Assuming a uniform distribution in the stellar ellipsoid, one can estimate the ellipticity as done by Kaaret (2002). For the Rosenfield et al. (2012) (Hofmann et al. 2013) sample studied here within 140 (300), we estimate (). This is consistent with the measurements of the radial variation of the ellipticity and position angle performed on J-2MASS photometry by Melchior & Combes (see Figure A.1 2013). This supports our previous finding that there is very little extinction.

While these populations trace the bulge, there is an unexpected X-ray source alignment in the Hofmann et al. (figure 14, 2013) catalogue very close to the centre. Similar to that observed in the outskirts of M31 (e.g. McConnachie et al. 2009), these X-ray sources could be part of a tidal stream whose stellar population could be hidden by the crowding at other wavelengths. The facts that it corresponds to an old stellar population and that it is aligned are strong arguments to argue that they are far from the centre and seen in projection. However, it is not aligned with our positions nor any diffuse components discussed below.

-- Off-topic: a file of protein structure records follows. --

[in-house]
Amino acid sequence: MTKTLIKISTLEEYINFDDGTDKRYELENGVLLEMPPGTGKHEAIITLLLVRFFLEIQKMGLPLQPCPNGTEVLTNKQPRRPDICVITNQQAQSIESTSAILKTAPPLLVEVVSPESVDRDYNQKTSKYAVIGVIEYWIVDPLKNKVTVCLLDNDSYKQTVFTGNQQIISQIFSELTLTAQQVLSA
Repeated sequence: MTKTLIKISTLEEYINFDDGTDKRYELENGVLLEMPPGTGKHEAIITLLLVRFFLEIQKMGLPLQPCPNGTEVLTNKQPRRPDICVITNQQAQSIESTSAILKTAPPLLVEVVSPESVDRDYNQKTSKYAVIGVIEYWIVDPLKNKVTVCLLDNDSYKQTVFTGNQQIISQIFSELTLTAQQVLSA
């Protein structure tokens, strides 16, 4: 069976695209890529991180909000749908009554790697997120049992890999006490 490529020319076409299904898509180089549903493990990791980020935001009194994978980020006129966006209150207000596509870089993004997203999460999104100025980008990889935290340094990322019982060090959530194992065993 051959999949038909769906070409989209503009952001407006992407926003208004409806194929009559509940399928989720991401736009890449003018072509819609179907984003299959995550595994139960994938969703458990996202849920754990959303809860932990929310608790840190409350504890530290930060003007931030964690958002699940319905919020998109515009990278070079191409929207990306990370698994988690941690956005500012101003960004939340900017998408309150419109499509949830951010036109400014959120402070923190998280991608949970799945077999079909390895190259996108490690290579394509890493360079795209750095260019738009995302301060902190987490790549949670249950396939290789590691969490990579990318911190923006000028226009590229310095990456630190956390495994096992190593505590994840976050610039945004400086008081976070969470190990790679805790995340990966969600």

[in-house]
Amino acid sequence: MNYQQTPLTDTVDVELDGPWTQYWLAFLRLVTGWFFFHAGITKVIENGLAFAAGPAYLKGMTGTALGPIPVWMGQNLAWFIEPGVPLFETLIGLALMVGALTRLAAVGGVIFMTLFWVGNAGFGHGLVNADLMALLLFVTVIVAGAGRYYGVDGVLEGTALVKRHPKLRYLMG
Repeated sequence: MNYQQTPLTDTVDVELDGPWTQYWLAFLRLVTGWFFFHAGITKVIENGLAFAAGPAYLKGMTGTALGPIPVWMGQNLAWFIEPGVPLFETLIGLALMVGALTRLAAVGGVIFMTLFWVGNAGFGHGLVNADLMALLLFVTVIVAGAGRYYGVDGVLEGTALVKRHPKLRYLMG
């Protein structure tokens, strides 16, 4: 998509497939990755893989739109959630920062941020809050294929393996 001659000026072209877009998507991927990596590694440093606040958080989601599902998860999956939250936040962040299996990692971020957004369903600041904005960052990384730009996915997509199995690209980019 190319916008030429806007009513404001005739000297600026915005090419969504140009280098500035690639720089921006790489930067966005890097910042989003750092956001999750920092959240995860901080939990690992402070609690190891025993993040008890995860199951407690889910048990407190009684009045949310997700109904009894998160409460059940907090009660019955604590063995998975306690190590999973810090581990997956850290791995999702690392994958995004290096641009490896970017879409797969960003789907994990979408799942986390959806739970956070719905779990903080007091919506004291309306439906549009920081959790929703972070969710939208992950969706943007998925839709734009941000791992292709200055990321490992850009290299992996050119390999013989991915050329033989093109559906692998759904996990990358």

#### Gas components

While the stellar population mainly belongs to the bulge, the diffuse components, apart from the UV to near-IR stellar continuum, are gaseous.